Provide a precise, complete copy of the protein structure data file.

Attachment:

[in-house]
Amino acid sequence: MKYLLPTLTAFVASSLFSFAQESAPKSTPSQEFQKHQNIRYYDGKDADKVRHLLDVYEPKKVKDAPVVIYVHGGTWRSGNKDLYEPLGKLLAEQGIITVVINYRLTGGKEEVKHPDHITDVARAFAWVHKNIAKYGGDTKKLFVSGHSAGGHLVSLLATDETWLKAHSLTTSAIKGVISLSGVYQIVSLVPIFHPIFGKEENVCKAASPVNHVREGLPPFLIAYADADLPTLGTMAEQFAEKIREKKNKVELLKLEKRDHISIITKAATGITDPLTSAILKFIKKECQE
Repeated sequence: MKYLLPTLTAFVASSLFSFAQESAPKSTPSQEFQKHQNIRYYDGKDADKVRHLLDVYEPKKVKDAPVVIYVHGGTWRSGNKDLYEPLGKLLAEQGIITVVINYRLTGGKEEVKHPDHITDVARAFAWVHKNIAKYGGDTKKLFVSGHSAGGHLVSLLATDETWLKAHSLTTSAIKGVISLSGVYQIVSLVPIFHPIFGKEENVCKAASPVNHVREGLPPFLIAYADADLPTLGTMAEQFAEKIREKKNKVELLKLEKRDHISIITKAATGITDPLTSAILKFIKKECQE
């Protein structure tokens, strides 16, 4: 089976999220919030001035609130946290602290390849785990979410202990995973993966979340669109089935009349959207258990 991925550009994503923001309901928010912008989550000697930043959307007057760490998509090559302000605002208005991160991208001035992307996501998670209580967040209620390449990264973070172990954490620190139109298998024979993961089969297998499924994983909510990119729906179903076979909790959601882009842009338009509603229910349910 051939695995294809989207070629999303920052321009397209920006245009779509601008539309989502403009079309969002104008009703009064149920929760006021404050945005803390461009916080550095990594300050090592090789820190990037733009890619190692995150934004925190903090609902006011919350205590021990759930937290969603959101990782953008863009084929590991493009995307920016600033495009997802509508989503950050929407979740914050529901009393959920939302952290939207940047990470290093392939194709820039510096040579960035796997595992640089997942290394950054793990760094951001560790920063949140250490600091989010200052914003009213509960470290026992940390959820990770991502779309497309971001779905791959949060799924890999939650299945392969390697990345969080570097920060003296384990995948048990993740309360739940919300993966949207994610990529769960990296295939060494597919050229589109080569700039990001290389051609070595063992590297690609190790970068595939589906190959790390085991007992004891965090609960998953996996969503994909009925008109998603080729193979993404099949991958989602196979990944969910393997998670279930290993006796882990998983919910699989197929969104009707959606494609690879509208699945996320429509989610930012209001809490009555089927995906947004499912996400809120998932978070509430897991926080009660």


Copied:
[in-house]
Amino acid sequence: MKYLLPTLTAFVASSLFSFAQESAPKSTPSQEFQKHQNIRYYDGKDADKVRHLLDVYEPKKVKDAPVVIYVHGGTWRSGNKDLYEPLGKLLAEQGIITVVINYRLTGGKEEVKHPDHITDVARAFAWVHKNIAKYGGDTKKLFVSGHSAGGHLVSLLATDETWLKAHSLTTSAIKGVISLSGVYQIVSLVPIFHPIFGKEENVCKAASPVNHVREGLPPFLIAYADADLPTLGTMAEQFAEKIREKKNKVELLKLEKRDHISIITKAATGITDPLTSAILKFIKKECQE
Repeated sequence: MKYLLPTLTAFVASSLFSFAQESAPKSTPSQEFQKHQNIRYYDGKDADKVRHLLDVYEPKKVKDAPVVIYVHGGTWRSGNKDLYEPLGKLLAEQGIITVVINYRLTGGKEEVKHPDHITDVARAFAWVHKNIAKYGGDTKKLFVSGHSAGGHLVSLLATDETWLKAHSLTTSAIKGVISLSGVYQIVSLVPIFHPIFGKEENVCKAASPVNHVREGLPPFLIAYADADLPTLGTMAEQFAEKIREKKNKVELLKLEKRDHISIITKAATGITDPLTSAILKFIKKECQE
């Protein structure tokens, strides 16, 4: 089976999220919030001035609130946290602290390849785990979410202990995973993966979340669109089935009349959207258990 991925550009994503923001309901928010912008989550000697930043959307007057760490998509090559302000605002208005991160991208001035992307996501998670209580967040209620390449990264973070172990954490620190139109298998024979993961089969297998499924994983909510990119729906179903076979909790959601882009842009338009509603229910349910 051939695995294809989207070629999303920052321009397209920006245009779509601008539309989502403009079309969002104008009703009064149920929760006021404050945005803390461009916080550095990594300050090592090789820190990037733009890619190692995150934004925190903090609902006011919350205590021990759930937290969603959101990782953008863009084929590991493009995307920016600033495009997802509508989503950050929407979740914050529901009393959920939302952290939207940047990470290093392939194709820039510096040579960035796997595992640089997942290394950054793990760094951001560790920063949140250490600091989010200052914003009213509960470290026992940390959820990770991502779309497309971001779905791959949060799924890999939650299945392969390697990345969080570097920060003296384990995948048990993740309360739940919300993966949207994610990529769960990296295939060494597919050229589109080569700039990001290389051609070595063992590297690609190790970068595939589906190959790390085991007992004891965090609960998953996996969503994909009925008109998603080729193979993404099949991958989602196979990944969910393997998670279930290993006796882990998983919910699989197929969104009707959606494609690879509208699945996320429509989610930012209001809490009555089927995906947004499912996400809120998932978070509430897991926080009660």